Many foods unexpectedly contain gelatin. Of course, JELL-O has it, but so do most marshmallows, gummy bears and some chewing gum.
Strangely enough, packaged nuts may also contain gelatin. So, always check the ingredients list!
Other foods with lurking animal ingredients are chips, cake mixes, refried beans, margarine, foods with red dye, soy and nut cheeses and certain types of sugar.
Finally, be on the lookout for drinks with small amounts of animal products.
Some brands of orange juice are boosted with omega-3s that are derived from fish.
Certain beer contains fish oil, and some wineries and breweries use a membrane called isinglass to filter their drinks. This comes from the bladders of tropical fish.
You'll want to make sure you cover all of your dietary bases. You don't want animal products to accidentally slip back into your food.
Check out PETA's Animal-Derived Ingredients List resource and the post's addition, as well as a post on TreeHugger titled "9 everyday products you didn't know had animal ingredients" for more information on this.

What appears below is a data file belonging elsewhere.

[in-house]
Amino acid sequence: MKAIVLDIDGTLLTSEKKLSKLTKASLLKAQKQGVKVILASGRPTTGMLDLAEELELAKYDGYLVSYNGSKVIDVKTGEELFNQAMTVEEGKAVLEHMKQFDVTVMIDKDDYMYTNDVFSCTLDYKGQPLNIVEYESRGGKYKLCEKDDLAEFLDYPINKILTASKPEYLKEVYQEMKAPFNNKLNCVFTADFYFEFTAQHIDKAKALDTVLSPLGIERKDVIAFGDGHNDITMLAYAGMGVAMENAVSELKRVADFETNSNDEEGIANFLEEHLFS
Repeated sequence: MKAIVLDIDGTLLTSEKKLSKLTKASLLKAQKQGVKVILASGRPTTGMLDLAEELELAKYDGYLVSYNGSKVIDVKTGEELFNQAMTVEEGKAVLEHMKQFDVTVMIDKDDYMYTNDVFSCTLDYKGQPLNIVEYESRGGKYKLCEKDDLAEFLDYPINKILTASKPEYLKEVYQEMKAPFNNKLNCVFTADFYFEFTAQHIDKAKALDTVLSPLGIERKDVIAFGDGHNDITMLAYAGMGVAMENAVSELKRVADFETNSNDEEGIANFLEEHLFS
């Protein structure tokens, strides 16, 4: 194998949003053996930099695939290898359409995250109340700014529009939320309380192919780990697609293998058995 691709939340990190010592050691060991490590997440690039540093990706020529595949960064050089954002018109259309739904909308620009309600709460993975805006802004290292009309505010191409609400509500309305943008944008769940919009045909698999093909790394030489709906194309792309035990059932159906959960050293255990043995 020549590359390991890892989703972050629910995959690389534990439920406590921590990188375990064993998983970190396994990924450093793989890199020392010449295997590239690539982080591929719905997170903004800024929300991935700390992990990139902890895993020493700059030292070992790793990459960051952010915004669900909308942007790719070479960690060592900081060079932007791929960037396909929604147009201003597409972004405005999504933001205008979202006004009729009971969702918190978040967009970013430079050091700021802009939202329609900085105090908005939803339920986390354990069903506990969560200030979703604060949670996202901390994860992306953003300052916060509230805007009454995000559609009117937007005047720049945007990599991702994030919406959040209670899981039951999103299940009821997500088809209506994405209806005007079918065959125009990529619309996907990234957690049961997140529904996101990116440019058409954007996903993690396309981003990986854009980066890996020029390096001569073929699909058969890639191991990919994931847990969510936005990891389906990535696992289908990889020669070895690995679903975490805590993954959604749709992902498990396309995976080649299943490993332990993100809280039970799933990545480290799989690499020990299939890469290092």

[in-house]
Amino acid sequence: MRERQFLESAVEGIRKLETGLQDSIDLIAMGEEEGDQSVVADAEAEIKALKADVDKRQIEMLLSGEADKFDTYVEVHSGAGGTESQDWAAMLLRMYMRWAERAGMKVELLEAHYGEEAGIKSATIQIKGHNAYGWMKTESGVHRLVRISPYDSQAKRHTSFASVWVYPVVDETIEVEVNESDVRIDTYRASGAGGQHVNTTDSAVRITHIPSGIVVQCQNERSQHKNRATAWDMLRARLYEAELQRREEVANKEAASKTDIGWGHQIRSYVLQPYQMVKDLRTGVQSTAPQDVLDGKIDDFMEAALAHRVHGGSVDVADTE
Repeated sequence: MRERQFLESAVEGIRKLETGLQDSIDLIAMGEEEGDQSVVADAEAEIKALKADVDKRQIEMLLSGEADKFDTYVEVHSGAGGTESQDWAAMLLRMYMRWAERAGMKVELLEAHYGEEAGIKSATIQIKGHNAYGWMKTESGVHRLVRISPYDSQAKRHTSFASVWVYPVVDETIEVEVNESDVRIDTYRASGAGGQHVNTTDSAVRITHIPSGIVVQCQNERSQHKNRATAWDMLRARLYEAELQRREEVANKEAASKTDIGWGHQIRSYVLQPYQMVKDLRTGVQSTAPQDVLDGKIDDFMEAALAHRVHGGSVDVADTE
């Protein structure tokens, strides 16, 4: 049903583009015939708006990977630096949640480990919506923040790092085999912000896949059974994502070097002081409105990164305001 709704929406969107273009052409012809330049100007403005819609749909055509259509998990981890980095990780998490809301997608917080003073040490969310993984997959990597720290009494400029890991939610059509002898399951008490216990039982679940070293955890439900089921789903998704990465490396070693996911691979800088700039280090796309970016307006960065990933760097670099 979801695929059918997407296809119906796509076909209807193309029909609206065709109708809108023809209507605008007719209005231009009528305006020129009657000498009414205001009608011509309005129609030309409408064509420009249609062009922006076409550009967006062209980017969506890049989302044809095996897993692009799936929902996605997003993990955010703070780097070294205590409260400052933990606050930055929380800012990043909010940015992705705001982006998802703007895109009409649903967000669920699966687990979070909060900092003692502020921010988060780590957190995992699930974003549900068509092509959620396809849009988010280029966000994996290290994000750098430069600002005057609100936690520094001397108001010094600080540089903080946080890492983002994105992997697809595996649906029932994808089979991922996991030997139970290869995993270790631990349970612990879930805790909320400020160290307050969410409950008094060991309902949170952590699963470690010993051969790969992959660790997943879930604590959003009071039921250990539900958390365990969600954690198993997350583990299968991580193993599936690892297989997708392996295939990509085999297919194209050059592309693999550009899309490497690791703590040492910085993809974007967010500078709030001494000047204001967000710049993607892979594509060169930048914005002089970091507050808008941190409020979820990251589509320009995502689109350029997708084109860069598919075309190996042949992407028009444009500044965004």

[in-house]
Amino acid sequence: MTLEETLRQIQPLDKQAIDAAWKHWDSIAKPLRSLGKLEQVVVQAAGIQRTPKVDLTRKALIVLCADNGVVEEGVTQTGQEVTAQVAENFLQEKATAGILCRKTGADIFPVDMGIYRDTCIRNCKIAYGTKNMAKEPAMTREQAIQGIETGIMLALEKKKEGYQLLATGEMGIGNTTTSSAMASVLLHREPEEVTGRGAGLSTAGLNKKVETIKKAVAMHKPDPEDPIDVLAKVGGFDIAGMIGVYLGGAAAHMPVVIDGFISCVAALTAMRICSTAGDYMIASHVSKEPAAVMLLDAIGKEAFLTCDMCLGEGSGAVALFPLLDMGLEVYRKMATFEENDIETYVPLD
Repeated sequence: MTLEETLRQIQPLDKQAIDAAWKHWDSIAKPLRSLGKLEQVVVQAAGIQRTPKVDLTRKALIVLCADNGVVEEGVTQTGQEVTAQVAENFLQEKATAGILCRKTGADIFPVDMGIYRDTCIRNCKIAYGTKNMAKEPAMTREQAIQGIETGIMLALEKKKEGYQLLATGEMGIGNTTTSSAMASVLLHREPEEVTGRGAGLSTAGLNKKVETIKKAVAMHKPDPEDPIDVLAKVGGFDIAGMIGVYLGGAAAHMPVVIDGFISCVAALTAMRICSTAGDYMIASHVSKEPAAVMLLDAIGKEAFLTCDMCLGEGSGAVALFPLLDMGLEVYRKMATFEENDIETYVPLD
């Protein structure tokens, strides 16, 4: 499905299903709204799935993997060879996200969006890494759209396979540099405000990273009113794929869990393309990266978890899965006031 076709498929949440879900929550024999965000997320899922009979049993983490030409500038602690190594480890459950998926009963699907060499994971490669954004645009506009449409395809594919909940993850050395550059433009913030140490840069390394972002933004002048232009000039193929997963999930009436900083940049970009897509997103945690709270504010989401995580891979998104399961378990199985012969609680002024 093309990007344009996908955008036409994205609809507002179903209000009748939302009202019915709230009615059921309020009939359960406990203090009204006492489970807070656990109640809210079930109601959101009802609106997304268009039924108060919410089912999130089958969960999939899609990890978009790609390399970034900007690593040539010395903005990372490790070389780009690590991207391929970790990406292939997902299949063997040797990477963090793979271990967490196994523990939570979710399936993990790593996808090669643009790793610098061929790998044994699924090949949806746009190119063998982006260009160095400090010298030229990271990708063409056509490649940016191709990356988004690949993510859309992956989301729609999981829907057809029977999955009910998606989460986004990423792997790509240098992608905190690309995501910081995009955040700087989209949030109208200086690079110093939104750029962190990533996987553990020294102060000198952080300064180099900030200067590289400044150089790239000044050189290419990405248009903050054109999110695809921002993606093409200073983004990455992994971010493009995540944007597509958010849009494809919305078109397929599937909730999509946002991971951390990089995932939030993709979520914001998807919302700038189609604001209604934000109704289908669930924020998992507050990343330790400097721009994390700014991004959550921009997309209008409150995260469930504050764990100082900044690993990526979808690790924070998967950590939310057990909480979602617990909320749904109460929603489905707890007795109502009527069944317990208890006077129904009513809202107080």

6. Will I fart uncontrollably like most vegans?
While understanding that this may be a concern for some people, it's important to remember there's no shame in a basic human function, like passing gas.
Beyond that, it's also a misconception that all vegans fart more often than other people. Since vegetables and other vegan stable foods tend to be fibrous, a lot of people equate a vegan diet to farts.
Asafoetida, also known as hing, is frequently added to food as a digestive aid to help with gas and bloating.
This dried herb and its gummy secretion are used in Indian and Middle Eastern food as a flavor enhancer.
It's also a gassy vegan's best friend.